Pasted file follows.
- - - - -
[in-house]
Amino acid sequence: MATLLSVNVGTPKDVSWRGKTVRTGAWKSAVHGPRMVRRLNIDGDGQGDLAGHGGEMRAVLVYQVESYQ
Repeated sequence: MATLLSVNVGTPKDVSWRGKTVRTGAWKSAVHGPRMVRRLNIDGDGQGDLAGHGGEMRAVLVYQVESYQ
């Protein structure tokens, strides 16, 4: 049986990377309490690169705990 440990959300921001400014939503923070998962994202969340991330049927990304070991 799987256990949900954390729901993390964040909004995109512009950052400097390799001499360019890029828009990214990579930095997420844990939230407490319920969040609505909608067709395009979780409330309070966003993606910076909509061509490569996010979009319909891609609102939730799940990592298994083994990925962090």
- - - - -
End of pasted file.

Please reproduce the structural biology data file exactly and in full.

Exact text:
[in-house]
Amino acid sequence: MATLLSVNVGTPKDVSWRGKTVRTGAWKSAVHGPRMVRRLNIDGDGQGDLAGHGGEMRAVLVYQVESYQ
Repeated sequence: MATLLSVNVGTPKDVSWRGKTVRTGAWKSAVHGPRMVRRLNIDGDGQGDLAGHGGEMRAVLVYQVESYQ
């Protein structure tokens, strides 16, 4: 049986990377309490690169705990 440990959300921001400014939503923070998962994202969340991330049927990304070991 799987256990949900954390729901993390964040909004995109512009950052400097390799001499360019890029828009990214990579930095997420844990939230407490319920969040609505909608067709395009979780409330309070966003993606910076909509061509490569996010979009319909891609609102939730799940990592298994083994990925962090």